Before we left for our trip we often were asked what we were looking forward to doing the most, and I have to admit, going on a whale watching tour was definitely one of those items.
And on day 54, we were able to do just that. It all started just 25 miles north of Seattle in the city of Edmonds.
This is where we were able to board the ship for a half-day cruise. And I have to say, that the boat itself was simply gorgeous.
The heated, first floor cabin held enough seats for over 100 people. In the back of the cabin there was a galley where you could purchase hot beverages, snacks and sandwiches.
And in the front of the cabin were 3 large screen televisions that you could follow the route of the trip. Plus, the screen also showed you the depth of the water below.
There were several outside decks that were layered and designed for optimal whale watching tours.
As we headed out through the port, there was a harbor seal near the side of the boat that seemed to be there just to send us off.
It was then that I knew that this whale watching tour was going to be simply amazing.
Whale Watching Tour Route
As we headed north along the waters of Puget Sound, we had no idea what to expect.
The Captain informed us that depending on the day and the season, whales can be spotted at any time.
We had our eyes peeled out the windows for any signs of marine life. They even provided us binoculars to watch for sprays from blow holes, dorsal fins, and whale tails in the distance.
About an hour into the trip, we stopped at a location that was known for whale watching.
Everyone gathered along the decks with binoculars and watched for any signs that whales were present. The crew was perched on the top deck and had their trained eyes searching as well.
Unfortunately, there wasn’t a whale in sight.
So after about 30 minutes, we headed back to the cabin and continued our journey north towards Victoria, Canada.
Within the next 30 minutes we crossed into International Waters where there were current reports from other ships that there were whales ahead.
Orca (Killer) Whales
As soon as the ship slowed down, everyone quickly gathered outside in anticipation of what we might see.
Off in the distance, past another whale watching boat, we saw our first glimpse of a whale.
The dorsal fin of a large Orca whale appeared above the water. The fin itself was greater than 5 feet tall. As it dove back under the water, we kept our eyes focused in the same area, knowing that it would probably reappear at any minute.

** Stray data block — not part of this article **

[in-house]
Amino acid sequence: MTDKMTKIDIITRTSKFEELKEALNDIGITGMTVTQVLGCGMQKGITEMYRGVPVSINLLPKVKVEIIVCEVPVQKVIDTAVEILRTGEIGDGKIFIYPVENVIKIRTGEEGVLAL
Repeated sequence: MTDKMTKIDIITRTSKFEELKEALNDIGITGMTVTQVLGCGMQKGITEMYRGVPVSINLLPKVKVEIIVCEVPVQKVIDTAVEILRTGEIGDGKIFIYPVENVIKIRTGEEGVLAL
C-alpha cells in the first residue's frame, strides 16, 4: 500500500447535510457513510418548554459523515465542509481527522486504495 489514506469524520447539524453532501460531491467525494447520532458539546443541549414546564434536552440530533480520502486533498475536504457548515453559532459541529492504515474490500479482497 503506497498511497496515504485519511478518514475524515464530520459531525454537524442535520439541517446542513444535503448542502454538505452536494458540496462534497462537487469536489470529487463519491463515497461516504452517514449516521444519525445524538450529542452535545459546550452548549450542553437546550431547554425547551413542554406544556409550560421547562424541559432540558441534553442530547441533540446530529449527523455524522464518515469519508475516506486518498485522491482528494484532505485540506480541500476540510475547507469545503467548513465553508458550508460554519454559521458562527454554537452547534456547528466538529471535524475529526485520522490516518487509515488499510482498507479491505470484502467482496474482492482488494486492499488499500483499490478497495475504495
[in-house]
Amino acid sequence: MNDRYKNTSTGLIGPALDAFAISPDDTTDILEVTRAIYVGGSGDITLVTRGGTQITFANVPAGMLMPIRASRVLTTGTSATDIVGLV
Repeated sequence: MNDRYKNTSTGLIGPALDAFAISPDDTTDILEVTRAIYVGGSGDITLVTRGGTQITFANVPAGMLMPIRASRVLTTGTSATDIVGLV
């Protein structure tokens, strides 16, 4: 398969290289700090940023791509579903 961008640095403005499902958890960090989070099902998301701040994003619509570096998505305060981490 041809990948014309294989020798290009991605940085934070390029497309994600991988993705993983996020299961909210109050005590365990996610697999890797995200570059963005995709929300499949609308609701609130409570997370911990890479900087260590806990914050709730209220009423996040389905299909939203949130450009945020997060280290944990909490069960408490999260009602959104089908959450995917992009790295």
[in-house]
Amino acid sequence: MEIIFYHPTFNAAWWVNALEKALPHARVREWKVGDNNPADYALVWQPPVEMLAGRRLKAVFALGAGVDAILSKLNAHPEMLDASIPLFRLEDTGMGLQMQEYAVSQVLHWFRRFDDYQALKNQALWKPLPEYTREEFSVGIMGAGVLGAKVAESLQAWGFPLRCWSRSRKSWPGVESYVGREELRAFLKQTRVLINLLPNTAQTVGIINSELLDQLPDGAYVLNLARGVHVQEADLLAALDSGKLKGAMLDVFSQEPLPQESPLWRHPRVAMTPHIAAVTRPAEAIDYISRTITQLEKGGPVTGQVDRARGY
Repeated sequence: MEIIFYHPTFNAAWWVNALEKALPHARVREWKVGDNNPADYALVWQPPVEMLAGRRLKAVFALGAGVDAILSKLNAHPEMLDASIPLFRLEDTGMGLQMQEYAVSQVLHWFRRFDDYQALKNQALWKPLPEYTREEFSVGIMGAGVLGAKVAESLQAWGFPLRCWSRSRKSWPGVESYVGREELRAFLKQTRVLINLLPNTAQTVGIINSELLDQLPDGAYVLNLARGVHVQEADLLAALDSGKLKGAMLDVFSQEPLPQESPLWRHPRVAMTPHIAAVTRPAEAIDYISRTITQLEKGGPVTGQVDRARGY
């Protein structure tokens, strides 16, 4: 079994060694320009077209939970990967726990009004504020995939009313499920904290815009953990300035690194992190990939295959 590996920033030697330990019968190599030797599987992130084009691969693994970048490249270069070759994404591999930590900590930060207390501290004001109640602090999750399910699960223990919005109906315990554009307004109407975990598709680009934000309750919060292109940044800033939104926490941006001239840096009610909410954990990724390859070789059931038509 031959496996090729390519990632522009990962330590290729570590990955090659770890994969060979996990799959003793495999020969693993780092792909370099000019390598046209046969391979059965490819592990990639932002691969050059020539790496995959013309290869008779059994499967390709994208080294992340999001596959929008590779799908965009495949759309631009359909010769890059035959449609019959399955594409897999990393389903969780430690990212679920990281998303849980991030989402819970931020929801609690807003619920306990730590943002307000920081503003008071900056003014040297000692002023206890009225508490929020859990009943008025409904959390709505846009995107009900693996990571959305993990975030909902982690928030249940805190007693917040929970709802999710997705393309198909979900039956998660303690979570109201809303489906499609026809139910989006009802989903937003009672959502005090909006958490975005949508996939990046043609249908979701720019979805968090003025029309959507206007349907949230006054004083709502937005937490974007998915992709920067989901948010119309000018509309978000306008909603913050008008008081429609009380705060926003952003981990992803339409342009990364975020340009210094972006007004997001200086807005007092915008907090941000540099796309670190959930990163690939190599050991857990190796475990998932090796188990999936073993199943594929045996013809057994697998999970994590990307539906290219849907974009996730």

Then in the distance, we saw the spray of water shoot upward from the blow hole of another Orca whale.
We scanned the area and within just a few minutes, we were watching 5 different Orcas splashing in and out of the water. Each killer whale have unique markings around their dorsal fin and can be identified by name from the trained staff.
The captain informed us that we were watching Mike, an Orca whale that was born in 1991.
We were both in awe at the beauty and the graceful movement of the whales as they moved above the water.
Humpback Whale Sightings
And within minutes, off in the distance, on the other side of the boat we saw two humpback whales. Although they have a small dorsal fin, the sheer size of them were breathtaking.
Spanning nearly 60 feet in length, we saw a mother humpback whale swimming with her smaller calf.
But the most majestic view of the trip was seeing the tails of the whales appear out of the water and splash down on the surface of the water.
Here is where you can identify the name of each humpback whale, as they are named by the markings on the underside of their tails.
We were so lucky to view over a dozen humpback whales and 9 different Orcas while we were on our whale watching tour.
Honestly, we could have watched them all day long. They were so beautiful and to see them in their natural environment is a view that we will always cherish.
Happy Traveling! Jim and Mary
CURRENT TRIP STATS
- Day 54 of 365
- States Visited 9 / 50
- National Parks / Monuments Visited : 10
- Stayed In : Issaquah, Washington
- Miles Driven : 68.9
- Total Trip Miles To Date : 6972.7
- Total Gallons Used : 520.35
- Biking Miles : 0
- Biking Miles To Date : 128.4
- Hiking Miles : 0
- Hiking Miles To Date : 132.2
About Our Living Simple Tour
On September 9th, 2019, we set out in our NuCamp T@B 400 Teardrop Camper to travel to every state. You can check out all of our dates here : Dates for the States